I recently showed you three ways emotions can cost you big in real estate investing.
To start off the new year… today, I’m revealing three more emotional responses to watch out for – and how to overcome them – when you invest in real estate…
1. Confirmation bias
Everyone likes being proven correct. Most people look for information and insight to confirm what they already believe – and avoid information that challenges their pre-existing beliefs. Often, even less-than-clear evidence is used to support what people believe.
The Electron Global Fund was up 2% for September, bringing its third-quarter return to -1.7% and its year-to-date return to 8.5%. Meanwhile, the MSCI World Utilities Index was down 7.2% for September, 1.7% for the third quarter and 3.3% year to date. The S&P 500 was down 4.8% for September, up 0.2% for the third Read More
This is called confirmation bias (or “my-side bias,” or “verification bias”). It shows up in many ways, including how we research real estate investment opportunities.
For example, a real estate investor who enjoys the benefits of a housing boom is likely to attribute his or her success to personal acumen and skill. In contrast, investors who see the value of their real estate holdings plummet tend to blame the market, other investors, or just plain bad luck. Our brains look for ways to confirm our beliefs.
Confirmation bias is easily seen in politics. Those on one side of the political spectrum tend to look only at news and information that supports their pre-existing beliefs. Those on another side only consider news and insight that support their political positions. Both groups typically ignore evidence supporting the other side.
So how can you overcome it?
The first step is to recognise that your brain is programming you to confirm your own beliefs. Once you realise this, it’s a question of actively seeking out information that goes against what you believe and understand. Find a view that’s contrary to your own and think about it for a while.
You may – actually, you probably will – wind up believing the same thing. But your investment decisions may benefit from a conscious effort to deal with this bias.
2. The bandwagon effect
When it comes to investing in real estate (or any other asset, for that matter), your parents may have given you the best advice: “If everyone else decided to jump off a cliff, would you do the same?”
People tend to follow the herd. We think if everyone else is doing something, then it must be the right thing to do. But, there is often no good, rational reason for doing what everyone else is doing.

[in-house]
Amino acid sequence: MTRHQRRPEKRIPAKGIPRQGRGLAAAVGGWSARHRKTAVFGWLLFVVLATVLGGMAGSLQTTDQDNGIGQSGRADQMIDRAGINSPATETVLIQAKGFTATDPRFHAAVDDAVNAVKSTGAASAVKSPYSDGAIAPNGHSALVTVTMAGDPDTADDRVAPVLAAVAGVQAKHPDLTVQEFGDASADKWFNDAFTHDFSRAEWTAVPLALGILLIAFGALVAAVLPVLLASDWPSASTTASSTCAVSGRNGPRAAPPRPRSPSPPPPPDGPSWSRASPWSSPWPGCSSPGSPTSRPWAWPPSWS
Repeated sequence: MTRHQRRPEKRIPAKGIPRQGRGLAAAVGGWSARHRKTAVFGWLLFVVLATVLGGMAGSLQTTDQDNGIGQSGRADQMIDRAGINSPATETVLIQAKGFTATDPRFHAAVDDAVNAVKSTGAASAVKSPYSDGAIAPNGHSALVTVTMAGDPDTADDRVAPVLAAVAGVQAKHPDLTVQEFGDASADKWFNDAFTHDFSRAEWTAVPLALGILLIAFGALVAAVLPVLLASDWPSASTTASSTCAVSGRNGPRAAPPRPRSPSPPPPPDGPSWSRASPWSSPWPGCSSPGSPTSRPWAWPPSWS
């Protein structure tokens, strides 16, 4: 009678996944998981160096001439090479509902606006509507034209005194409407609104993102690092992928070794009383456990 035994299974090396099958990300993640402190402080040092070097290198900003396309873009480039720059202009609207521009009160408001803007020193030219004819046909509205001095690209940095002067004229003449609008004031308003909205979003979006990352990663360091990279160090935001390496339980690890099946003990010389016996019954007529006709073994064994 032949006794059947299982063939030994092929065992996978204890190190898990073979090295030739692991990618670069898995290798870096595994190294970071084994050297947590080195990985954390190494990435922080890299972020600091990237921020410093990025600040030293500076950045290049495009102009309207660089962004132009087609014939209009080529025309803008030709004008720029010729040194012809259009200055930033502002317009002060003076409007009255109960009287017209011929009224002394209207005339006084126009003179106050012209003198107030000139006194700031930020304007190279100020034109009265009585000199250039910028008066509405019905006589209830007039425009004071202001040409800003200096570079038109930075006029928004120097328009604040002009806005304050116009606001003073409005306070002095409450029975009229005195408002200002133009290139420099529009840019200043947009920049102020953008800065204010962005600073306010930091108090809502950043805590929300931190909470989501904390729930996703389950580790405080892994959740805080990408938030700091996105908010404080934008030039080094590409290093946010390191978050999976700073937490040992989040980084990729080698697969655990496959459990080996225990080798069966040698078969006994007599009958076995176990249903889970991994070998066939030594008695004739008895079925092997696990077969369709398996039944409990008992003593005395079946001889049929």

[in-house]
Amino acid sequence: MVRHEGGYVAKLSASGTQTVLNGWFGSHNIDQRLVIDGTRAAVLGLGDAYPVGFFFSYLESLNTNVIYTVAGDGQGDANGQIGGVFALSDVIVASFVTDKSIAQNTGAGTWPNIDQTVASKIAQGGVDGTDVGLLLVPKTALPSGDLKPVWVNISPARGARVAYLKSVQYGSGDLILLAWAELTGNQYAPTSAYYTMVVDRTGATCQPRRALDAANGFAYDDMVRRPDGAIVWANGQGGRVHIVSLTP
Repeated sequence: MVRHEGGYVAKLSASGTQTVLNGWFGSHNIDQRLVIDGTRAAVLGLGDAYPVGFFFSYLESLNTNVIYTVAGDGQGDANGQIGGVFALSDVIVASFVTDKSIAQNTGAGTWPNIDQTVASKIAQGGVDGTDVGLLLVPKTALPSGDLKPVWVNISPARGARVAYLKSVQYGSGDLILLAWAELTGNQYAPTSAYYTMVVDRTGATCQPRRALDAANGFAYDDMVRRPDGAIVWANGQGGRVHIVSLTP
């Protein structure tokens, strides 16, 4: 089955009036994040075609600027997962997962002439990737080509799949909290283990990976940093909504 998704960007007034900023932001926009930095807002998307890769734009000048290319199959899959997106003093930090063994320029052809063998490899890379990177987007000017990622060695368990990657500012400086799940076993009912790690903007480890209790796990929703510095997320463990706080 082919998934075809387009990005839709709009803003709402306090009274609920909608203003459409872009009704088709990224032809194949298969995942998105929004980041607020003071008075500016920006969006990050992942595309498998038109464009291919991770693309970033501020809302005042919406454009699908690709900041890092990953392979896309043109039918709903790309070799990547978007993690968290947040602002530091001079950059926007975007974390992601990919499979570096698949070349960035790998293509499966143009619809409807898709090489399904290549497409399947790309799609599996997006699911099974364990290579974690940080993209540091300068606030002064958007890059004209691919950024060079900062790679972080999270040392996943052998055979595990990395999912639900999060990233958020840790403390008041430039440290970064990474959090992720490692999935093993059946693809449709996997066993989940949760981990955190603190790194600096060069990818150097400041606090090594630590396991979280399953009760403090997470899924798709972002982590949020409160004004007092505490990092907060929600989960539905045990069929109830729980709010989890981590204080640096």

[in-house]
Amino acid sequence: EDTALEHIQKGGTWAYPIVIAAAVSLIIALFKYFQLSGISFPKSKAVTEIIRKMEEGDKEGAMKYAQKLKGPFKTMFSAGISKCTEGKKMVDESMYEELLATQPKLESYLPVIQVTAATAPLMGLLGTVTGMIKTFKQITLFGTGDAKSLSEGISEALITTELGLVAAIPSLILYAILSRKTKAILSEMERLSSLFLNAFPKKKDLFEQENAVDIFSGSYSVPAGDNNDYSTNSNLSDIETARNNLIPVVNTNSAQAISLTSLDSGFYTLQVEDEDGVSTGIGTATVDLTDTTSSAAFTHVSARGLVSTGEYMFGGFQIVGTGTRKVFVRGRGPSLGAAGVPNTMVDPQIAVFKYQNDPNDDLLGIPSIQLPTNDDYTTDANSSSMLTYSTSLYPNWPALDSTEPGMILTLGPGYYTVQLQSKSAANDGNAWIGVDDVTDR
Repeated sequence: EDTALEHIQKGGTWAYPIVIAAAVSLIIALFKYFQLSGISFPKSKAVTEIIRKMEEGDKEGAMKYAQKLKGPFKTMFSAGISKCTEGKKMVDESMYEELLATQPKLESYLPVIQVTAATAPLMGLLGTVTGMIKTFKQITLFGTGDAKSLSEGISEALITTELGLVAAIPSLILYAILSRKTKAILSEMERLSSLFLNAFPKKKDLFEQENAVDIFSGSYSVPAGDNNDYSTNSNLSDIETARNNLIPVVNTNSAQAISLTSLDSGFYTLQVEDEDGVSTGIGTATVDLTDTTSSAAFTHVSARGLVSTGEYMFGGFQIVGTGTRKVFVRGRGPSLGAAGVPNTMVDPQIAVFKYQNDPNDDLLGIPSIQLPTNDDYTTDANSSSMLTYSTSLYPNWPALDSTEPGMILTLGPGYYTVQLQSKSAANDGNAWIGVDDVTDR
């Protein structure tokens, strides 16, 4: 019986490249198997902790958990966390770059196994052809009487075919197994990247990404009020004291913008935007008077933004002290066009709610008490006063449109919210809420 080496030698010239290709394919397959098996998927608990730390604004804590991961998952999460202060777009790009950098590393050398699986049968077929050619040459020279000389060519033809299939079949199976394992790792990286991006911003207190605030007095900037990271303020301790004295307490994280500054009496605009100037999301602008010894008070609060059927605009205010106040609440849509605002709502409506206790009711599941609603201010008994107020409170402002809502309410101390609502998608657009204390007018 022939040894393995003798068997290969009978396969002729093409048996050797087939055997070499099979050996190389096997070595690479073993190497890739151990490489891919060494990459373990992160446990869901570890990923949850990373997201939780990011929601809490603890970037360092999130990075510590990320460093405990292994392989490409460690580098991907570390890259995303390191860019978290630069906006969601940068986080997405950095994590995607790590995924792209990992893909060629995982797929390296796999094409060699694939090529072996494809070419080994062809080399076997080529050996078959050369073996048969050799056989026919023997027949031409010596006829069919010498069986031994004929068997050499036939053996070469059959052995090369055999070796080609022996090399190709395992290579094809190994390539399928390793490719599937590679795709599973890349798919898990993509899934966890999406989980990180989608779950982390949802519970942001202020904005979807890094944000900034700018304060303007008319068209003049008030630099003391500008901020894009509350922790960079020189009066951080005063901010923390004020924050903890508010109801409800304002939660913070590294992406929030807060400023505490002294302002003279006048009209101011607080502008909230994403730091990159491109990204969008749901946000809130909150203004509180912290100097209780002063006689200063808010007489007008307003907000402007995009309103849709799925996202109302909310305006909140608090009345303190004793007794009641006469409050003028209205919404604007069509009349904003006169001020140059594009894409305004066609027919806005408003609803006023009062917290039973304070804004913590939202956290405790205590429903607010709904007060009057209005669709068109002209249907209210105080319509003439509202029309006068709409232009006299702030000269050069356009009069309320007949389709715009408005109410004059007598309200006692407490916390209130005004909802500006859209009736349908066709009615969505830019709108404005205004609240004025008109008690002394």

This bandwagon effect is what happens when you do what others do without making a reasoned, objective decision on your own.
Herd behaviour also drives real estate bubbles around the world. From Thailand and Hong Kong to New York and London, buyers piling into the market have caused real estate prices to skyrocket.
The bandwagon effect clouds our judgment about specific investments and prevents us from thinking clearly when analysing an investment. If you follow the herd into inflated real estate markets without forming your own informed opinion, you’re likely in for a rude surprise when the bubble bursts.
Some of the best investment decisions are those that go against the grain. This is called contrarian investing – you buy when the crowd is bearish and you sell when everyone else is bullish.
Buying when most people panic and selling when the bandwagon crowd is certain prices will increase is very difficult, but it can be remarkably rewarding over the long term.
Avoid being part of the herd. If everyone you know is talking real estate and newspapers are publishing overly optimistic news, it may be time to consider the contrarian view and be conservative.
As your parents said, just because everyone else is doing it does not mean it’s the smart thing to do.
3. The seersucker illusion
In the real estate world, as in every field, there are experts who can give you good advice and guidance. But relying too much on “experts” can sometimes be just as bad as investing blindly. That’s because no one, not even experts, is right all of the time, or even most of the time.
Over-reliance on experts is often called the seersucker illusion, from the expression “For every seer, there is a sucker.” In the realm of real estate, realtors and appraisers are some of the professionals you have the most interaction with.
Remember though, that appraisers can also fall victim to cognitive bias. And then there’s the issue of conflicting interests.
For example, your realtor may try and convince you to accept a low bid price because they benefit more from a quick transaction than a long negotiation.
It’s important to think for yourself and not put too much faith in experts, especially in an unpredictable field like real estate.
So don’t be a sucker. You may get excellent advice from people you trust and respect, but make sure you form your own opinions as well. If you are looking for expert advice, try consulting more than one expert, especially ones with different viewpoints.